The most potent symbol of the fallout from desegregation turned out to be a municipal relic from half a century ago. Across the street from the Historic Museum, an abandoned public pool sits crumbling and empty save for the debris that has collected in its basin for the last 50 years. The pool had served Campti’s white population through the 1950s, but like other all-white facilities in town, it eventually violated desegregation laws. Instead of integrating the pool so all of Campti’s residents could enjoy it, however, white town leaders, supported by much of the white population, decided to decommission the pool and close it to everyone.
The decommissioning of Campti’s public pool crystallized how desegregation laws were positive in the abstract but often problematic in application. Local governments were largely responsible for implementing desegregation laws, but blacks in these local communities couldn’t vote to elect leaders with their best interests in mind. As a result, integration laws that were established to create equality were often muddied by the indiscretion of local white leaders.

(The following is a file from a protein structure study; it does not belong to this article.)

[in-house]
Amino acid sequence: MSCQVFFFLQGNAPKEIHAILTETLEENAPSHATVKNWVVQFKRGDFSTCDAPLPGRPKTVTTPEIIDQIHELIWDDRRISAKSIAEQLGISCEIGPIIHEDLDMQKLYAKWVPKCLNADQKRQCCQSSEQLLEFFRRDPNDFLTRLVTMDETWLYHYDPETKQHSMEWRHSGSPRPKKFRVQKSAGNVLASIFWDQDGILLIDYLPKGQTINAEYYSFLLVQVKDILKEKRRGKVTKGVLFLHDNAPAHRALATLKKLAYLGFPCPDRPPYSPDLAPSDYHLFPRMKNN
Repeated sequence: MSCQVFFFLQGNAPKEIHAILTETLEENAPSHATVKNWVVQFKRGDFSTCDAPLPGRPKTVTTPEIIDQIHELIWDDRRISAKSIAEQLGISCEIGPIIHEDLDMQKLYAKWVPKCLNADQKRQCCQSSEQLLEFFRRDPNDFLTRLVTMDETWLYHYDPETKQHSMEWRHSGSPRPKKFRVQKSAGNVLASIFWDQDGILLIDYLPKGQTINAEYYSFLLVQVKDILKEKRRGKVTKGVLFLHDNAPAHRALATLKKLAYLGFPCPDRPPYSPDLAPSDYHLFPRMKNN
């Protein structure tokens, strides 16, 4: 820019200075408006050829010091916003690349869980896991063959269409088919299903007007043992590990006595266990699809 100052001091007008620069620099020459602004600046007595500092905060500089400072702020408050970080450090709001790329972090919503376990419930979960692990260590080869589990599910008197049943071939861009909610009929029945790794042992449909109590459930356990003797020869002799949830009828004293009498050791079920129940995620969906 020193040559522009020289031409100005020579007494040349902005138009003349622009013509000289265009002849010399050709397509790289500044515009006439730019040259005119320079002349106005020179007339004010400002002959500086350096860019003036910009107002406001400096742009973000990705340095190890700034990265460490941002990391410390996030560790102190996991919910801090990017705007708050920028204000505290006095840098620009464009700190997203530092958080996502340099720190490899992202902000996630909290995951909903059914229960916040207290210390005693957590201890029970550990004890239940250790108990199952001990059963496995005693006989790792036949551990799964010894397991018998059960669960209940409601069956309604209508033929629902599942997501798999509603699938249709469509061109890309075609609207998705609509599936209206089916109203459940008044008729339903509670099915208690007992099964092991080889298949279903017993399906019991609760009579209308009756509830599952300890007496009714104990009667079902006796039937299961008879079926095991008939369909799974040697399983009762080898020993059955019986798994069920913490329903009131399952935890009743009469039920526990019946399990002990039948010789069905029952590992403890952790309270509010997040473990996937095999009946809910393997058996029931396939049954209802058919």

Eventually, the residents who had the means to leave Campti — the vast majority of them white — did so in the second half of the 20th century. The empty pool left in their wake now serves no purpose beyond being an emblem of the void that was left behind.
Clara, her daughter Susan, and Brenda — three generations of Campti women — sat on the front porch as dusk settled and the sun straddled the distant line of oak trees. When asked what needs the most improvement in their town, Susan replied, “The men.”
Clara and Brenda laughed. Susan’s husband Darrel sat at the other end of the porch and looked over his shoulder when Susan made the remark.
People are raised to work in Campti.
“But seriously,” Susan continued, “the leadership in this town needs to improve. Too many undelivered promises. That’s why I hate to vote — because I know there’s no follow-through. Sometimes I think, Why should I even bother?”